NASA estimates that by 2024, scientists will have 250,000TB of data from new satellite missions. Now, the IBM open-source AI model will help analyse it.
Earlier this year, IBM teamed up with NASA to apply AI foundation models on the vast amounts of geospatial data collected by the space agency to gain insights into Earth’s climate.
Now, the two household names in sci-tech are releasing the large geospatial foundation model on open-source AI platform Hugging Face to make it widely available to the public.
IBM claims it will be the largest geospatial foundation model on Hugging Face and the first-ever open-source AI foundation model built in collaboration with NASA.
Earth observation is the gathering of information about Earth’s physical, chemical and biological systems, usually using satellite imaging. The goal of the partnership is to provide an easier and faster way for researchers to analyse and draw insights from these large datasets.
In a statement today (3 August), IBM said that access to latest data remains a “significant challenge” in climate science where environmental conditions “change almost daily”.
Meanwhile, NASA estimates that by 2024 scientists will have 250,000TB of data from new missions. But there are concerns that scientists and researchers still face obstacles in analysing these large datasets.
“The essential role of open-source technologies to accelerate critical areas of discovery such as climate change has never been clearer,” said Sriram Raghavan, vice-president of IBM Research AI.
“Making [the foundation AI model] available on the leading open-source AI platform Hugging Face, we can leverage the power of collaboration to implement faster and more impactful solutions that will improve our planet.”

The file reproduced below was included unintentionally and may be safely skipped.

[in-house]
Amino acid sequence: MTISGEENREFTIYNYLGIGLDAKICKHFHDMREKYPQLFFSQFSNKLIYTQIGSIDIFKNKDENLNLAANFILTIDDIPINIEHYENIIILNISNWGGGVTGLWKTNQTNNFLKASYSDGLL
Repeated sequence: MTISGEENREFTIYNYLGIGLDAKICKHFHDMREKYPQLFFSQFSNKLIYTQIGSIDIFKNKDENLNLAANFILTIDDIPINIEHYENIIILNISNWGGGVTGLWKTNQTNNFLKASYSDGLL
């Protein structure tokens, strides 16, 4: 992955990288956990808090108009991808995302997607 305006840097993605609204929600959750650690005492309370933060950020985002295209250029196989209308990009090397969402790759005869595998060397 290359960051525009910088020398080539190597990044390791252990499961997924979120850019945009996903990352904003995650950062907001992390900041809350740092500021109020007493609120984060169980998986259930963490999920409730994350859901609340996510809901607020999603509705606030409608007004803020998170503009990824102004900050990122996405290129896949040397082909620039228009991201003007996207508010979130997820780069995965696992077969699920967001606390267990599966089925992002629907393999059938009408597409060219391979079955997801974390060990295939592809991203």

The two organisations plan to work together on several projects to extract new insights from Earth observation data. For example, IBM is training a foundation model on NASA’s Harmonized Landsat-Sentinel-2 dataset, which contains information about land cover and land use changes captured by satellites.
By analysing the satellite data, it is hoped that this foundational model will identify changes in natural disasters, crop yields and wildlife habitats to help researchers analyse the Earth’s environmental systems.
“AI remains a science-driven field, and science can only progress through information sharing and collaboration,” said Jeff Boudier, head of product and growth at Hugging Face.
“This is why open-source AI and the open release of models and datasets are so fundamental to the continued progress of AI, and making sure the technology will benefit as many people as possible.”
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